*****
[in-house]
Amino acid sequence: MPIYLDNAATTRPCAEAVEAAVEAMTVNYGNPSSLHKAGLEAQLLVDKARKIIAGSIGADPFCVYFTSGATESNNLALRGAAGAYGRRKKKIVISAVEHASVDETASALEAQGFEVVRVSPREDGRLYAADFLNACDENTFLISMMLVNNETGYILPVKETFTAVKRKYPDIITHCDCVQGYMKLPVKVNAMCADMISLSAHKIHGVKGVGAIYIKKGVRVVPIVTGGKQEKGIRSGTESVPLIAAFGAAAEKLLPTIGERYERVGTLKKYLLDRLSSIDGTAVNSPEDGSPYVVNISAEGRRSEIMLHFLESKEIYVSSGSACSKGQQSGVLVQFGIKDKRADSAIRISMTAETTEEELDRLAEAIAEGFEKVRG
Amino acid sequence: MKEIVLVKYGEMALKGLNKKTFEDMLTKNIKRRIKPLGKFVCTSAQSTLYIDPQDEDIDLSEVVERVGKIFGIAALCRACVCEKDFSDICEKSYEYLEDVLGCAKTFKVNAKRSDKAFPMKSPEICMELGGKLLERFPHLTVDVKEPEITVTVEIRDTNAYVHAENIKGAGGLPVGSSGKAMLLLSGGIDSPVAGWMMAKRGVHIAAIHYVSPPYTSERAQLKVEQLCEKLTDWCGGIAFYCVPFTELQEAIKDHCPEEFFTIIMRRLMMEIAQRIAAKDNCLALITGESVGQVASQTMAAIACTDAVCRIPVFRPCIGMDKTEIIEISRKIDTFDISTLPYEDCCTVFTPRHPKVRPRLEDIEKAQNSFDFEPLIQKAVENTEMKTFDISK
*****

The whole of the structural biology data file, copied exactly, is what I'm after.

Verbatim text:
[in-house]
Amino acid sequence: MPIYLDNAATTRPCAEAVEAAVEAMTVNYGNPSSLHKAGLEAQLLVDKARKIIAGSIGADPFCVYFTSGATESNNLALRGAAGAYGRRKKKIVISAVEHASVDETASALEAQGFEVVRVSPREDGRLYAADFLNACDENTFLISMMLVNNETGYILPVKETFTAVKRKYPDIITHCDCVQGYMKLPVKVNAMCADMISLSAHKIHGVKGVGAIYIKKGVRVVPIVTGGKQEKGIRSGTESVPLIAAFGAAAEKLLPTIGERYERVGTLKKYLLDRLSSIDGTAVNSPEDGSPYVVNISAEGRRSEIMLHFLESKEIYVSSGSACSKGQQSGVLVQFGIKDKRADSAIRISMTAETTEEELDRLAEAIAEGFEKVRG
Amino acid sequence: MKEIVLVKYGEMALKGLNKKTFEDMLTKNIKRRIKPLGKFVCTSAQSTLYIDPQDEDIDLSEVVERVGKIFGIAALCRACVCEKDFSDICEKSYEYLEDVLGCAKTFKVNAKRSDKAFPMKSPEICMELGGKLLERFPHLTVDVKEPEITVTVEIRDTNAYVHAENIKGAGGLPVGSSGKAMLLLSGGIDSPVAGWMMAKRGVHIAAIHYVSPPYTSERAQLKVEQLCEKLTDWCGGIAFYCVPFTELQEAIKDHCPEEFFTIIMRRLMMEIAQRIAAKDNCLALITGESVGQVASQTMAAIACTDAVCRIPVFRPCIGMDKTEIIEISRKIDTFDISTLPYEDCCTVFTPRHPKVRPRLEDIEKAQNSFDFEPLIQKAVENTEMKTFDISK